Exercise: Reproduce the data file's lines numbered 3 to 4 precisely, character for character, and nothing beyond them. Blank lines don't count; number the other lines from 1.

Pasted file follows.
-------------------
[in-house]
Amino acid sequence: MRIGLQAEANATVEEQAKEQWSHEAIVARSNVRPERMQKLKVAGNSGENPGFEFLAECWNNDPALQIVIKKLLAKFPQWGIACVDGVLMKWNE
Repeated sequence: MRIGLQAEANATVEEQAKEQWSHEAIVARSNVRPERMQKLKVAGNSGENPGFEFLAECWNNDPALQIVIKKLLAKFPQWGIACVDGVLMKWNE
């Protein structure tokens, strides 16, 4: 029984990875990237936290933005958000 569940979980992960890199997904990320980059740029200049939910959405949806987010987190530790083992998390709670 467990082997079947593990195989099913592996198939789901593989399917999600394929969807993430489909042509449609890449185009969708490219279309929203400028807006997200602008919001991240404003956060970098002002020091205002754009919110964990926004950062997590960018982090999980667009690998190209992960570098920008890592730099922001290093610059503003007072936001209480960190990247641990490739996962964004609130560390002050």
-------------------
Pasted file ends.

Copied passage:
Repeated sequence: MRIGLQAEANATVEEQAKEQWSHEAIVARSNVRPERMQKLKVAGNSGENPGFEFLAECWNNDPALQIVIKKLLAKFPQWGIACVDGVLMKWNE
């Protein structure tokens, strides 16, 4: 029984990875990237936290933005958000 569940979980992960890199997904990320980059740029200049939910959405949806987010987190530790083992998390709670 467990082997079947593990195989099913592996198939789901593989399917999600394929969807993430489909042509449609890449185009969708490219279309929203400028807006997200602008919001991240404003956060970098002002020091205002754009919110964990926004950062997590960018982090999980667009690998190209992960570098920008890592730099922001290093610059503003007072936001209480960190990247641990490739996962964004609130560390002050």